But the other week, I was taken over by some sort of summer fever. I knew I would be mostly wearing sandals for months and decided to indulge in a pedicure.

OMG. Where should I start? I asked myself. I hit YELP and other online resources for places in my neighborhood that didn’t require much advanced notice and didn’t cost too much. I looked at a couple reviews, too.

I decided on a place in Lincoln Square. I made an appointment in one hour (Like I said, it was a spur of the moment impulse). I found the place to be clean and BUSY, surprisingly busy for 11:00 on a weekday morning.

There was a drying station in the front of the salon, near the register (small blowers for hands and feet), and stacks of those magazines I referred to as being full of beauty list-icles. I also observed one of the nail techs, filling up Day-Glo, jelly-like baskets with flip-flops.

Like an over-enthusiastic hostess in a Tiki lounge, a petite woman of some flavor of Asian extraction greeted me; the manager, no doubt. She laughed when I confessed I had a pedicure only one other time in my life.

She introduced me to my tech who then led me to a wail of polish colors. Considering my lack of experience, I surprised myself that I seemed to know what I wanted.

“I want red. Not orangey red, or wine colored. Dark red…”

I was led over to an oversized massage chair with a small, floor-istalled basin at the front. She instructed me to make myself comfortable and showed me how to work the controls on the massage chair while I put my feet in the basin.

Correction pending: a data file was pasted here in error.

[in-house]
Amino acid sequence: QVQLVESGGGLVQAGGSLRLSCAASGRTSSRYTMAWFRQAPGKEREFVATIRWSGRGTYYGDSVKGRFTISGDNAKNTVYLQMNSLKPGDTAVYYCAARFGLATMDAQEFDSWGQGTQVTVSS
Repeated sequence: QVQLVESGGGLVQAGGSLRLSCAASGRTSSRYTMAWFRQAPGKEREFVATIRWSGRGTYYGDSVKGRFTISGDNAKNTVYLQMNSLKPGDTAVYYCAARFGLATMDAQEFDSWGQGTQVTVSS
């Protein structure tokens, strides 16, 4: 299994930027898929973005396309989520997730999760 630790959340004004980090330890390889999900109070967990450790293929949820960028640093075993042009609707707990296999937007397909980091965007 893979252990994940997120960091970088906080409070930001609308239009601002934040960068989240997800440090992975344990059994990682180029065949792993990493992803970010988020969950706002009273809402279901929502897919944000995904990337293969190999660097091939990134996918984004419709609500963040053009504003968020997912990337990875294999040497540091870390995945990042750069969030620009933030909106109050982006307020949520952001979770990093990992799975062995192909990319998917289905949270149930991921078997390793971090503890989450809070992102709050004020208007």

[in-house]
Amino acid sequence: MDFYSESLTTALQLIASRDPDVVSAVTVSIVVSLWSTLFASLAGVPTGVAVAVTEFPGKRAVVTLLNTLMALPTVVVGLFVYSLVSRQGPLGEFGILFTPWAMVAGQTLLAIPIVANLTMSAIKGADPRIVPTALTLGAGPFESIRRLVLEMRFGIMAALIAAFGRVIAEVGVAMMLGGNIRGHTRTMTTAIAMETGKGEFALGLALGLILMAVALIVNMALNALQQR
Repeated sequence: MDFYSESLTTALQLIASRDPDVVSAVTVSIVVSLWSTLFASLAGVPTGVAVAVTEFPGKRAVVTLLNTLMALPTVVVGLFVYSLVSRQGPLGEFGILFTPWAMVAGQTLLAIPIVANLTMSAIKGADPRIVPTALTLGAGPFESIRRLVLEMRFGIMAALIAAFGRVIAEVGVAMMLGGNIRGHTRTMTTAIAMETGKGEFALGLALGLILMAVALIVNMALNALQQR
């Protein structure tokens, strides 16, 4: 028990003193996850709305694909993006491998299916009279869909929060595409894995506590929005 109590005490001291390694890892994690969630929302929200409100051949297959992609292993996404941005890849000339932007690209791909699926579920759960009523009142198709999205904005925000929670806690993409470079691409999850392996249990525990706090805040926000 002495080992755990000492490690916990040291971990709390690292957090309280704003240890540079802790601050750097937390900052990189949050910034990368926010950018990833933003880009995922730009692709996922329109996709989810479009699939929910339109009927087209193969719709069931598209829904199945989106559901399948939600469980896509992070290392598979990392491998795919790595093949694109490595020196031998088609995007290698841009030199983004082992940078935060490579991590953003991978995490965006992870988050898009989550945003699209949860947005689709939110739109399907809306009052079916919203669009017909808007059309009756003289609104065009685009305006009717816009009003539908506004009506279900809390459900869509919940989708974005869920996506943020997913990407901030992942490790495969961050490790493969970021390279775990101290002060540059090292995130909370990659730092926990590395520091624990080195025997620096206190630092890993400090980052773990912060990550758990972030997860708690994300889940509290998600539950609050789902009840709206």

I ended up turning the power on the chair off. I just wanted to focus on my feet.

She opened a plastic bag sealed kit as she began to run water into my foot tub.


One foot at a time…

I dipped one foot in the swirling water while she worked on my other foot. She removed the hard skin with a sort of pumice stone. She clipped my nails, laughing at how long they were. She put exfoliant and lotion on my lower legs and massaged my calves.

I tried not to stare at the man who was picking out polish colors and was led to the chair next to mine for his pedicure. Why shouldn’t a man enjoy this, too?

After my feet were clean and smooth, my chosen RED was applied and an odd rubber contraption was placed on my feet to create space between my toes.

A pair of flip-flops was slipped on to my feet, and I was led to the drying station.

I felt terrific!

The whole process took less than an hour, and I saw what a big difference it made in my mood and outlook.